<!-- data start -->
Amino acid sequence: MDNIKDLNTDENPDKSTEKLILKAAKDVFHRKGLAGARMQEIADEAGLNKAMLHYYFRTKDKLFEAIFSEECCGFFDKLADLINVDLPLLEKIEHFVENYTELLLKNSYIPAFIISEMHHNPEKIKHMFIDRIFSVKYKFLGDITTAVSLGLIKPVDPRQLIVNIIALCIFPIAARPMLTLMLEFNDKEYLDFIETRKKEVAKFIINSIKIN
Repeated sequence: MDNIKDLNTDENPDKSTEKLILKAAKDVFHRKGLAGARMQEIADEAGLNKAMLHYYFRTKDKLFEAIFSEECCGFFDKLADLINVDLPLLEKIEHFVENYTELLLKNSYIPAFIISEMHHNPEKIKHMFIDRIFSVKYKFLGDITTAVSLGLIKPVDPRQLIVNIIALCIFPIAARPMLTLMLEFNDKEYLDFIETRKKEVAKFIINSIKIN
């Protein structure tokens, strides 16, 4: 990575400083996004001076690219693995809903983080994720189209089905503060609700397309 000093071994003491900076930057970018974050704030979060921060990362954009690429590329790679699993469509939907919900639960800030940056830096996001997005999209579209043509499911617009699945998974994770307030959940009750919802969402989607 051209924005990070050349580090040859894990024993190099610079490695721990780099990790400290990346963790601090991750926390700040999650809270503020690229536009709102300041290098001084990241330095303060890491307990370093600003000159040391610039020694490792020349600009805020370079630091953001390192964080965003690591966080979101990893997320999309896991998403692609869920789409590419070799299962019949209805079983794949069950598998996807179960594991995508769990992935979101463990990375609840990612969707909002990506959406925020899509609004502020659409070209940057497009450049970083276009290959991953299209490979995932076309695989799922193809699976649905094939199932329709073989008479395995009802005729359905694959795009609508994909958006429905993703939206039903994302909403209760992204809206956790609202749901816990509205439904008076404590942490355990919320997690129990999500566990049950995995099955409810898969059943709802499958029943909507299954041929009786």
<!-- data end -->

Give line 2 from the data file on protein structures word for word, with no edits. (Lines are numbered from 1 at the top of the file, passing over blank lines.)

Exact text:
Repeated sequence: MDNIKDLNTDENPDKSTEKLILKAAKDVFHRKGLAGARMQEIADEAGLNKAMLHYYFRTKDKLFEAIFSEECCGFFDKLADLINVDLPLLEKIEHFVENYTELLLKNSYIPAFIISEMHHNPEKIKHMFIDRIFSVKYKFLGDITTAVSLGLIKPVDPRQLIVNIIALCIFPIAARPMLTLMLEFNDKEYLDFIETRKKEVAKFIINSIKIN